Kol Demama from Israel: dancers of sinuous silence
Washington — The Israeli dance company Kol Demama proves with its sinuous performances that sound is ultimately subjective. The very name Kol Demama is Hebrew for ''sound and silence,'' which is what this exotic dance company is all about. It integrates hearing and deaf dancers so subtly that the audience is unable to tell them apart. And the deaf dance to music they cannot hear in a conventional way.
As the group's founder and choreographer, Moshe Efrati, explained to an audience at Kennedy Center's Terrace Theater recently, the unusual noises on the sound track of one number are ''the voices of the deaf dancers in the company - the deaf dancers can dance to their own voices which they cannot hear.''
Efrati has originated a series of cues on which the deaf dancers move: Vibrations from the sound track which they feel through their feet, as well as shoulder taps, brushing fingers, sight cues from the dancers who hear, and a system of keeping time from pulse beats.
The dances are abstract - ''Reminiscences,'' ''Aspirations,'' ''Textures,'' and so is much of the accompanying sound track, which sometimes resembles the sound track of a movie on urban life. At times it sounds like the music of John Cage, at other times like a tape wound backward.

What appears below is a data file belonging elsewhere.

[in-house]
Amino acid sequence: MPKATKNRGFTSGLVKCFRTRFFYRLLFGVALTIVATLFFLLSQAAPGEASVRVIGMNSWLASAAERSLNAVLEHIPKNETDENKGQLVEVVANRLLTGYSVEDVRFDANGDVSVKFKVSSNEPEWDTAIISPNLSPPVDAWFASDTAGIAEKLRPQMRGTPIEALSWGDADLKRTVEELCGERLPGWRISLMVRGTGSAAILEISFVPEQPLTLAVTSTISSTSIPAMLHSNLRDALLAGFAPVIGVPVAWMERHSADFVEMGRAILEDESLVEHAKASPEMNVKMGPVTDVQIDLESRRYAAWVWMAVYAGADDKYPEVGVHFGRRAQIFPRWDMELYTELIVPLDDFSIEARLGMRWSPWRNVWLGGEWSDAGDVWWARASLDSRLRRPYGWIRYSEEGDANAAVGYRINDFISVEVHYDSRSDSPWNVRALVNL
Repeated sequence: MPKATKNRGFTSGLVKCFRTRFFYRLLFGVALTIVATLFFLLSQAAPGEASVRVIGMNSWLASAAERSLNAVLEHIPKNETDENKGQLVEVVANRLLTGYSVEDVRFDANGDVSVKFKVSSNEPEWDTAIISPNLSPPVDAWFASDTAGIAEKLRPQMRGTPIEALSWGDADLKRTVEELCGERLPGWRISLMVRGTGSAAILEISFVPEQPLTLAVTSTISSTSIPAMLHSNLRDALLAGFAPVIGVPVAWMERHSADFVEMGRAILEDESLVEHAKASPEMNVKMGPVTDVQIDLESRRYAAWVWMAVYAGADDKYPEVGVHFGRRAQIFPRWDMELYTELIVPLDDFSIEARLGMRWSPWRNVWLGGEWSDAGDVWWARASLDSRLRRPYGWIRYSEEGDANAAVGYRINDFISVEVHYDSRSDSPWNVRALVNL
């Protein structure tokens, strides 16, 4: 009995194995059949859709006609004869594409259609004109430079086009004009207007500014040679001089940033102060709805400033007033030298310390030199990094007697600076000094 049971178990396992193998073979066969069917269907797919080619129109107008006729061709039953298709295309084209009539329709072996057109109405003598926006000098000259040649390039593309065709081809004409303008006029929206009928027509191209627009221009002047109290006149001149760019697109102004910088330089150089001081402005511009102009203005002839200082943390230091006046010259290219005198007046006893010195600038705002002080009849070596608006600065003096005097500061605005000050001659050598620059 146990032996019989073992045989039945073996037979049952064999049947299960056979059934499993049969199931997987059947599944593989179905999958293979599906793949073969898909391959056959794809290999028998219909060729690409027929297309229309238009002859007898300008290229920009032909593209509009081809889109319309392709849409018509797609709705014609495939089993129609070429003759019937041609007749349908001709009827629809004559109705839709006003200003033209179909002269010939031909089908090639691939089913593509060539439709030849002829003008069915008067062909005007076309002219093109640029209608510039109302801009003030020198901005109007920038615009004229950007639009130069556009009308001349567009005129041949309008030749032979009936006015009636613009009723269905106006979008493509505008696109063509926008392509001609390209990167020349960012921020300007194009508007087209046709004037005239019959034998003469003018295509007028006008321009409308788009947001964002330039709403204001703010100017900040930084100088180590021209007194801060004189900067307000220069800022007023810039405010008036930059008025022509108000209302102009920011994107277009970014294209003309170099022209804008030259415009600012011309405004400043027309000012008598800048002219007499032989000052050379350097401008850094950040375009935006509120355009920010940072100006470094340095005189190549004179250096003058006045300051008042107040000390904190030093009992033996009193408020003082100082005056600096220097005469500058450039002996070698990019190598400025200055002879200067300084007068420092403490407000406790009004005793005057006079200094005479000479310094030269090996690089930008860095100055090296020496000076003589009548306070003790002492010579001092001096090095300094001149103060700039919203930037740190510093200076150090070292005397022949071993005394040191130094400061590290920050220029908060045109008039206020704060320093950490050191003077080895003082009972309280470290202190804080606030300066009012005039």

The 17 members of Kol Demama look like moon children dancing to moon music. They wear skintight, silvery body stockings and perform with a cool, otherwordly athleticism. Their setting is austere: a bare stage with long bolts of dyed fabric as the only backdrop. At times they prance like centaurs and centaurettes , at times they dance with the clockwork precision of the Rockettes, whom they in no other way resemble. There is little tenderness in their dancing, but a great deal of tension and energy.
Kol Demama was established in 1978 from a merger of two other companies Moshe Efrati had founded: ''Demama,'' the deaf ensemble begun in 1965 and ''Efrati,'' the hearing group of dancers begun in 1974. Efrati, a former student of Martha Graham, also helped found Israel's Bat Sheva dance company.
The Kol Demama Company is on a 12-city Mexican and American tour through Houston; Los Angeles; San Antonio and El Paso, Texas; New Orleans; Louisville, Ky.; Memphis; Nashville; Guanajuato, Mexico; and Mexico City. The tour will conclude at the City Center in New York Nov. 20-25. It is presented by the Kinneret Foundation for the advancement of the arts in Israel.